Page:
(Part 1 of 4)  2012 is going to be the year!  You have been thinking about using PBL.  You have been reading about it and/or there’s a teacher in your school  using PBL in the classroom.   But where to start?  My suggestion is to treat it like a recipe.  The first thing you will need to do is gather the ingredients and, maybe, read some other recipes about PBL so you know the basics of the process.

Let’s give you some places to find PBL methods.  First, let’s look at the Buck Institute.  If you are a visual learner then their YouTube channel will be a great place to start.  And, if you are already using Edmodo then I recommend their video about PBL and Edmodo.  But there are other videos from “What is PBL?” to example projects done using PBL.  If you want written help then, by all means visit their Tools Tab for free usable items to help with the PBL process.

Next you can look at the Edutopia website.  On the right side of the page you can join the Project Based Learning Group.  This will give you access to other teachers using or thinking about using PBL. Another good place to find links to information, and a source I go to for information on any (and every) thing education related is Cybraryman’s blog.  Jerry Bloomengarten (Cybraryman) is a keeper of the information and he has dozens of links related to PBL.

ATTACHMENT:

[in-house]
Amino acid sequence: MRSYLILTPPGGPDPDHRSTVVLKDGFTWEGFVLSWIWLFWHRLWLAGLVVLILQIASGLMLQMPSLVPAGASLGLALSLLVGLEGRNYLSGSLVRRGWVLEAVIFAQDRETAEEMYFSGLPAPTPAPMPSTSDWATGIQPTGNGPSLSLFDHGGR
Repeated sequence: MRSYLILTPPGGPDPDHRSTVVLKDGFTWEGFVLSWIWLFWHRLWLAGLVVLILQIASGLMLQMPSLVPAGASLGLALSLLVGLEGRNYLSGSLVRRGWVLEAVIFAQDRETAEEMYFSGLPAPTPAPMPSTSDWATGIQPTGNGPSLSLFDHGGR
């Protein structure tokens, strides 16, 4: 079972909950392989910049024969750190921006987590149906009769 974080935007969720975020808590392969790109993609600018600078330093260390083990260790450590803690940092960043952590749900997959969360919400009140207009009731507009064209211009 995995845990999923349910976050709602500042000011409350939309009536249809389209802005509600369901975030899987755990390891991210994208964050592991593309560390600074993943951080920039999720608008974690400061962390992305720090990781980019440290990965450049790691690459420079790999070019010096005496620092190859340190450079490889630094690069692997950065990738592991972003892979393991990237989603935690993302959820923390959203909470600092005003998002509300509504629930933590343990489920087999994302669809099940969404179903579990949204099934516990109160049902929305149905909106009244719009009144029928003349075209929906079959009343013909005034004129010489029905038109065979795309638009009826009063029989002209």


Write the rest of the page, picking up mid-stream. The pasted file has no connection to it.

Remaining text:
You have reviewed the process and you know the basics of what is needed.  Let’s gather the ingredients.  These are from my Edcamp Plano presentation last Spring:  (1)  Start with up-front planning, (2) Add standards to taste, (3)  Mix in a pinch of imagination, (4)  (optional) Add friends/colleagues,  (5) Fold in experience and, (6)  You may need to add more planning.

As you can see these ingredients are the same basic ingredients that go into a batch of “Good Teaching.”  You need to spend time up-front planning because when PBL is done right and you have planned for all contingencies then the process will (almost) take care of itself.  [NOTE:  You WILL have to monitor, monitor, monitor during a normal day in PBL – you can’t sit on your butt!]  And, you can’t avoid any standards that you are expected to be teaching.  What will help is an understanding Curriculum Department in your school and district.  You may (and quite often will) need to rearrange the sequencing so that the project you are planning makes sense to your students.

Next time we look at some ways to start your projects and look for other posts in this series on grouping, managing groups, and final products.   Bon Appetit!

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